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Buccaneers should not go after Ndamukong Suh

Tim Fuller-USA TODAY Sports

Ndamukong Suh is arguably the top free agent to hit the market this year, which means every team with cap space is going to be linked to him. And that includes the Tampa Bay Buccaneers. Which is exactly what Pewter Report does in their latest Fab 5 column. Pewter Report has been pushing the Suh angle for almost a year now -- even at one point going as far as to say that losing Gerald McCoy wouldn't be so bad, if only they went after Suh.

But signing Suh would present the Bucs with some pretty big problems. They already have the best three-technique in the NFL in Gerald McCoy, which means they'd probably have to play Suh at nose tackle. Which is something he does frequently for the Lions, but it certainly diminishes his value. Being double-teamed every play, which is what happens at nose tackle, is not going to allow you to make a lot of impact plays.

Moreover, the Bucs already have a good and much cheaper defensive tackle to pair with McCoy in Clinton McDonald, who was pretty good in his first year in Tampa. Clinton McDonald had five sacks last year, and that's with him missing three games.

There's this myth surrounding Suh that he's a dominant sack artist, a myth created in his rookie year when he racked up 10 sacks. But since then, Suh has managed just 26 sacks in four years -- 6.5 sacks per season. That's good, but it's not dominant by any means. And while sacks are an imperfect indicator of quality of play, they don't lie in this case. Stephen White laid this out in a great column yesterday. Suh is better than McDonald, but the difference doesn't warrant paying Suh at least $10 million per year more than McDonald earns.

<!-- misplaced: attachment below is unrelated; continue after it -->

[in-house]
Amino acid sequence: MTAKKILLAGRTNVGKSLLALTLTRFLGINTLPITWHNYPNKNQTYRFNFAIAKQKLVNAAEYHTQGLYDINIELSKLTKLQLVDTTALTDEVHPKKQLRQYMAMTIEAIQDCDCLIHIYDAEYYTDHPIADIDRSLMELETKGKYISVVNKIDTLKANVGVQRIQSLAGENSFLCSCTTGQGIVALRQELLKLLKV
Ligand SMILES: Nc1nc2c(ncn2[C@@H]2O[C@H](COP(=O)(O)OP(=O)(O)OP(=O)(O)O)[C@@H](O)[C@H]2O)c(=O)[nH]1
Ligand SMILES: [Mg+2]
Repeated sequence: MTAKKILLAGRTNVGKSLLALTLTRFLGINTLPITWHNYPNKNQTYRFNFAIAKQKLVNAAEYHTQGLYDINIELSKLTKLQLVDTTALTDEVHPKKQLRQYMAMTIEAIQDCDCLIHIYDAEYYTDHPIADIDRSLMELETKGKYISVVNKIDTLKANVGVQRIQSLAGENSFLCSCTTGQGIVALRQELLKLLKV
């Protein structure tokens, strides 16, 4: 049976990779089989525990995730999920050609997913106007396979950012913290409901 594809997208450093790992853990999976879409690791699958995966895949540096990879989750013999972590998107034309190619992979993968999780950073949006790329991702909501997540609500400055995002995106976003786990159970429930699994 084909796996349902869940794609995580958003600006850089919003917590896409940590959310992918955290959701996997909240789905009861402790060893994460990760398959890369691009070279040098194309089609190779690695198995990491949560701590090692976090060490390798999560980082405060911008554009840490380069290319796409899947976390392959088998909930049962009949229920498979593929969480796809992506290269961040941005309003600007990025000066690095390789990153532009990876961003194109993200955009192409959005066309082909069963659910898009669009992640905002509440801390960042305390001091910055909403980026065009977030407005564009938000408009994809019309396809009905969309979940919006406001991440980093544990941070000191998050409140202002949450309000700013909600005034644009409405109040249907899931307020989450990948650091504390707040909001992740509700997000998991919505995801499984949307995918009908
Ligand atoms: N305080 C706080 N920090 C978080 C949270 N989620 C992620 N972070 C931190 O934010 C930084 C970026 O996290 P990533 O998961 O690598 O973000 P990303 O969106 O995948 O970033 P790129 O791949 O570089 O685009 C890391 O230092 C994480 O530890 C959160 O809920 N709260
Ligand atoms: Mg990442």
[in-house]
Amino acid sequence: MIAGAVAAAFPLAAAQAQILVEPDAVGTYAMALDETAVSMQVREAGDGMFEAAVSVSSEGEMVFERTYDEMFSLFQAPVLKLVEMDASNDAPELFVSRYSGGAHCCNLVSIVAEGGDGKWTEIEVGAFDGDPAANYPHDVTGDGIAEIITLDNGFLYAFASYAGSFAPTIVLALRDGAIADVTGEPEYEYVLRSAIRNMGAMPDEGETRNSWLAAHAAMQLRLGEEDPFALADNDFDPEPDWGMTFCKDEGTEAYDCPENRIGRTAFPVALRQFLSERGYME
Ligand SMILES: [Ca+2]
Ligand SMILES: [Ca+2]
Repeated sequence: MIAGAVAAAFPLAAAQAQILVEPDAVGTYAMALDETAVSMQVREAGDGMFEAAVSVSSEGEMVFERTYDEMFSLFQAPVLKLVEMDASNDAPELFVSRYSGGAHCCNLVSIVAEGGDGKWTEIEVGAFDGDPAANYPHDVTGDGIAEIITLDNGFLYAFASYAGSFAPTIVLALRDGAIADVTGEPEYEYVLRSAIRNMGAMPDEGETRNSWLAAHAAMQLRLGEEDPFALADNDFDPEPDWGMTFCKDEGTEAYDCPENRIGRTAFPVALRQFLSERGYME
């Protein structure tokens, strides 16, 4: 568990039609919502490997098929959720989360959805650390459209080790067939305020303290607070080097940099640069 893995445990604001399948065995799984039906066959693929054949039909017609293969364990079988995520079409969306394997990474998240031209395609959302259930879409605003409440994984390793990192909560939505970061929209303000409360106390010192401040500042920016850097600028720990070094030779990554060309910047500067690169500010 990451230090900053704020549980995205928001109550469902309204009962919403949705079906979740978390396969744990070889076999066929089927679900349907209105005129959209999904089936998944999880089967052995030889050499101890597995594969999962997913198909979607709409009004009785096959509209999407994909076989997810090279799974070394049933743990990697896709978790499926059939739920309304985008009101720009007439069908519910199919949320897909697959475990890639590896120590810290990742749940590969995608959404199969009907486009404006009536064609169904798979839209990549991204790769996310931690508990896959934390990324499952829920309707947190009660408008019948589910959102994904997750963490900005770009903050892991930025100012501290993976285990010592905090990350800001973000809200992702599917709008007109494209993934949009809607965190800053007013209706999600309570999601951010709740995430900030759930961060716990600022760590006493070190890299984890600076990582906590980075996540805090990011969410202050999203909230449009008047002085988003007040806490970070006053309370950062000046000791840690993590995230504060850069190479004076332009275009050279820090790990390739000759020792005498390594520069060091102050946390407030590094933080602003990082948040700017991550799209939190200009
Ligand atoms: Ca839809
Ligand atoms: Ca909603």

Yes, Suh will get a monster contract. McCoy got a $13.5 million per year contract, and Suh will almost certainly top that. Compare that to the $3 million per year the Bucs are paying McDonald right now. Signing Suh would mean the Bucs would be committing close to $30 million per year -- 20% of their entire salary cap -- to just one position on their football team. That's not smart cap management. They could use that money on a whole lot of quality players at different positions -- like, say, a few offensive linemen, a pass-rushing defensive end, a free safety, a nickel cornerback -- the kind of positions where they actually have a need.

Pewter Report compares this to the New York Giants stockpiling defensive ends, but they miss a very important point: the Giants didn't sign expensive free agent defensive ends. They kept drafting them, which meant cheap contracts and money they could spend elsewhere. The Giants didn't go out and sign Julius Peppers, after all. They just added young talent to replenish and sustain as the other defensive ends aged.

That is not to say that Suh isn't a good player. He is. He just wouldn't add value commensurate with his compensation to this defense. What the Bucs lack is not effective defensive tackles. What they lack on the defensive line is a quality defensive end. And drafting Suh would do nothing to change that.

Ultimately this is likely to be a moot point. Most indications are that Suh will simply re-sign with the Detroit Lions, which is probably best for everyone.